BUT one thing stands out...the early Collingwoods of the 15th to the 18th centuries, the Williams, the Johns and Edwards all seem to be wealthier than their later shipworking descendants.
They came to London and spread throughout the World and some made money from legal or illegal piracy/privateering. Their is scant evidence that this 'bounty' the pirates share has been used to finance the apprenticeships of their descendents. How else did they make the money in those days for highly skilled training of shipwrights and in some cases the financing off 'Victuallers Stores' and Inns around the Wapping and Ratcliffe areas of Stepney. How did they form the 'closed' shop of the father to son in the Dock Trade and the Guilds of Shipwrights, Sawyers, Cordwainers and Ropemakers. Admiral Nelson ordered Swiss ropemaking techniques to be used in the roperies of Limehouse....there is something quite intriguing about our historical past in the ship and dock trades..my research may take me further..god luck, Daniel Collingwood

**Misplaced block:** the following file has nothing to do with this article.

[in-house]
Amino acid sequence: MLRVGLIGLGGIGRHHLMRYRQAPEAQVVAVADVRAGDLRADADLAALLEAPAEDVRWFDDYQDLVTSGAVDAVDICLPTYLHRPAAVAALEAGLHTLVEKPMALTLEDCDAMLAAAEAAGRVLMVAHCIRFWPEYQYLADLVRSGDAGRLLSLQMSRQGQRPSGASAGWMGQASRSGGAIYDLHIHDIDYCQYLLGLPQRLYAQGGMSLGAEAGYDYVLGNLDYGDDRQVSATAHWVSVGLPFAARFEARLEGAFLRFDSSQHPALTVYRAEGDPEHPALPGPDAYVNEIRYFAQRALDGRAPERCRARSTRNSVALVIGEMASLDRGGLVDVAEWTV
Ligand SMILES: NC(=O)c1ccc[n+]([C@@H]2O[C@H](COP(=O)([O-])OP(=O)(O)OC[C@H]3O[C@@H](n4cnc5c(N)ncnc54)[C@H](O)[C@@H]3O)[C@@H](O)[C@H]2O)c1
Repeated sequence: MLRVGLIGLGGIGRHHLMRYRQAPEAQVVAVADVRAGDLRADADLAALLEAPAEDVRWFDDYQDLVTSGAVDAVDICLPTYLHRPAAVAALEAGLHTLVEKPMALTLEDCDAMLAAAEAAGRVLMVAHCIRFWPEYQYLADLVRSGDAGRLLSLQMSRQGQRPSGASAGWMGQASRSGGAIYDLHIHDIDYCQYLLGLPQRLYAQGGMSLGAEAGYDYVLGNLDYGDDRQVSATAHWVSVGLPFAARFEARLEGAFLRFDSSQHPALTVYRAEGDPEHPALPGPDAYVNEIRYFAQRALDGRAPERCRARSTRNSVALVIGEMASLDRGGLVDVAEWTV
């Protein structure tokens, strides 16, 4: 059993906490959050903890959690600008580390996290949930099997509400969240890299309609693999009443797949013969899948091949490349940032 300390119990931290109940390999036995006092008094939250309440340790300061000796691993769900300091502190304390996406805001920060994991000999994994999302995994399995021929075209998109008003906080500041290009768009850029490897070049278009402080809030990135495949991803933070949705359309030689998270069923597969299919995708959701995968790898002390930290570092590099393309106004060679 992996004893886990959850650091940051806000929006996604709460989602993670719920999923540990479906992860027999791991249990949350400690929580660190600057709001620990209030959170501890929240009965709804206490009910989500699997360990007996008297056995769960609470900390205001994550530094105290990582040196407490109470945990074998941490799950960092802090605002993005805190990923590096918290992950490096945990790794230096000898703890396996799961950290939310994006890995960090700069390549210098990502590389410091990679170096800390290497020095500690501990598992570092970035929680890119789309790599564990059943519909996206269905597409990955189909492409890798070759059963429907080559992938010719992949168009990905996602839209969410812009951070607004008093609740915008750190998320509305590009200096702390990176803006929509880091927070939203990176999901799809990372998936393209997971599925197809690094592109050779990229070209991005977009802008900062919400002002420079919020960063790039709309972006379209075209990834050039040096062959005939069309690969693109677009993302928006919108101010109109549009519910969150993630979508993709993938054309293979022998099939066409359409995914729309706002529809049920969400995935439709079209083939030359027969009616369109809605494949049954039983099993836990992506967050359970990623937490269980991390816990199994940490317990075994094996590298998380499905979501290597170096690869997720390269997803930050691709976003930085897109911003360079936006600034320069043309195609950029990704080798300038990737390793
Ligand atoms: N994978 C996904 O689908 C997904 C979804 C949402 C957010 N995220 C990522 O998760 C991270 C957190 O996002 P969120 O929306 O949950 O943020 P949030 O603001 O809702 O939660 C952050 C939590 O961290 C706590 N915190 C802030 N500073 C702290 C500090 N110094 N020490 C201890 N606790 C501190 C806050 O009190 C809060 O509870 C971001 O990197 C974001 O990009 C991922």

Offline Daniel Collingwood

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Re: EDWARD HENRY COLLINGWOOD, DEATH C. 1872
« Reply #12 on: Tuesday 02 April 13 00:38 BST (UK) »
correction to previous post..... Admiral Nelson ordered *Swiss* ropemaking techniques to be used in the roperies of Limehouse...

Should read ...SWEDISH ropemaking techniques,

In fact Nelson had a few dozen Swedish volunteers on his ships at Trafalgar mostly as rope and tackle craftsmen as well as handling sails and gunneries and cannon.

Offline sarah